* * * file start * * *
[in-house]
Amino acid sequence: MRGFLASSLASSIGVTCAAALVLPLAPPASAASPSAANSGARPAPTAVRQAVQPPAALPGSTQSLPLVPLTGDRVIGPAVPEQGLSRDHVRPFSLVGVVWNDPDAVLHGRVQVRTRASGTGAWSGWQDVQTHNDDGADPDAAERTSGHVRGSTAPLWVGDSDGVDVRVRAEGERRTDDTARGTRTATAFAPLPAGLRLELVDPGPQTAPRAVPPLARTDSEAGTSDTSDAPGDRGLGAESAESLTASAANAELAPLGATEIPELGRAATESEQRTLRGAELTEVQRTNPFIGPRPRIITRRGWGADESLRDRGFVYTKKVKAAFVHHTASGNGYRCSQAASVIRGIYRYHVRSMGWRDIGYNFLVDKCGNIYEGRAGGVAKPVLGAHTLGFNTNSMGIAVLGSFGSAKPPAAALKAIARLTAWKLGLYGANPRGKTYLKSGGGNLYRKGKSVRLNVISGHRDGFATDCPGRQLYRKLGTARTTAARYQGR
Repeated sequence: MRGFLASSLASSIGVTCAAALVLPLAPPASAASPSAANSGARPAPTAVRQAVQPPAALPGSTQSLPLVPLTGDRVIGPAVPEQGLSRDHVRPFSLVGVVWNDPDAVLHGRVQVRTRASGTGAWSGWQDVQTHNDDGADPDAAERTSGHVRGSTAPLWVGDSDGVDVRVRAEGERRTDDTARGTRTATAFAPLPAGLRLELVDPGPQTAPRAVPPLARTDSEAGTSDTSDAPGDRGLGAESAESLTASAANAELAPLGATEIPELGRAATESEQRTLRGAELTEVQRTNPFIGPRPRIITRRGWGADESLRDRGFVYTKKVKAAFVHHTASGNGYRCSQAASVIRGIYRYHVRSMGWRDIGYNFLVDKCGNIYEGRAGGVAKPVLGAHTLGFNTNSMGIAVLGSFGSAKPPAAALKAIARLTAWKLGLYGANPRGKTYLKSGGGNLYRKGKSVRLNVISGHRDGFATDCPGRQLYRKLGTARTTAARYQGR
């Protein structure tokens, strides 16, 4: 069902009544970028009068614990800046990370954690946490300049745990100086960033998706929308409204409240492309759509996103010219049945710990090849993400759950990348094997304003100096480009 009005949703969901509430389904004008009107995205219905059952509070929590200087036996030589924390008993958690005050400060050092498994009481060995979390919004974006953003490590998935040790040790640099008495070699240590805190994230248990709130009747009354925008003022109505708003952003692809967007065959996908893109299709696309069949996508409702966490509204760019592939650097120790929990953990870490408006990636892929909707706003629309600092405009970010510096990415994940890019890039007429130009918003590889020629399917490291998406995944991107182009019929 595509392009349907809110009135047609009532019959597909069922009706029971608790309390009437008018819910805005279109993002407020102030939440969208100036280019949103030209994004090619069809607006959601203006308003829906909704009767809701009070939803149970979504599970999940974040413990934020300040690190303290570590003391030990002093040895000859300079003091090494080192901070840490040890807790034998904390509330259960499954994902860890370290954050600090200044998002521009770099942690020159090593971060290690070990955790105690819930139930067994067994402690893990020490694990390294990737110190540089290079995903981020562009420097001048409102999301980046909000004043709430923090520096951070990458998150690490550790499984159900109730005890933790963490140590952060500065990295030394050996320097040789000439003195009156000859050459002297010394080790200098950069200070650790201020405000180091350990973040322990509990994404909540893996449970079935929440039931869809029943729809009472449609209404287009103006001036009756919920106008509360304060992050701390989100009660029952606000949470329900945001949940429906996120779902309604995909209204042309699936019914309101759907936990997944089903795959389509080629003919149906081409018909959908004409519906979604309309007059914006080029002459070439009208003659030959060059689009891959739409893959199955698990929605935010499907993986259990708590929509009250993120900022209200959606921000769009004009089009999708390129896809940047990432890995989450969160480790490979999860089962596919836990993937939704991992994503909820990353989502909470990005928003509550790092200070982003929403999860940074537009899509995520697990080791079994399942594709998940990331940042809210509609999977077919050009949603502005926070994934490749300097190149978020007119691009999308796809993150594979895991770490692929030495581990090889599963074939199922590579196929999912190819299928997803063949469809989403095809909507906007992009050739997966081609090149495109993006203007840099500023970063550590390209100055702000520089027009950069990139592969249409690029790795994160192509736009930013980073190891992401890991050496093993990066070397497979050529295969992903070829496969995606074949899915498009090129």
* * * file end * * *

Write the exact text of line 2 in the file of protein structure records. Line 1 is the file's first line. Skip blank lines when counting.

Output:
Amino acid sequence: MRGFLASSLASSIGVTCAAALVLPLAPPASAASPSAANSGARPAPTAVRQAVQPPAALPGSTQSLPLVPLTGDRVIGPAVPEQGLSRDHVRPFSLVGVVWNDPDAVLHGRVQVRTRASGTGAWSGWQDVQTHNDDGADPDAAERTSGHVRGSTAPLWVGDSDGVDVRVRAEGERRTDDTARGTRTATAFAPLPAGLRLELVDPGPQTAPRAVPPLARTDSEAGTSDTSDAPGDRGLGAESAESLTASAANAELAPLGATEIPELGRAATESEQRTLRGAELTEVQRTNPFIGPRPRIITRRGWGADESLRDRGFVYTKKVKAAFVHHTASGNGYRCSQAASVIRGIYRYHVRSMGWRDIGYNFLVDKCGNIYEGRAGGVAKPVLGAHTLGFNTNSMGIAVLGSFGSAKPPAAALKAIARLTAWKLGLYGANPRGKTYLKSGGGNLYRKGKSVRLNVISGHRDGFATDCPGRQLYRKLGTARTTAARYQGR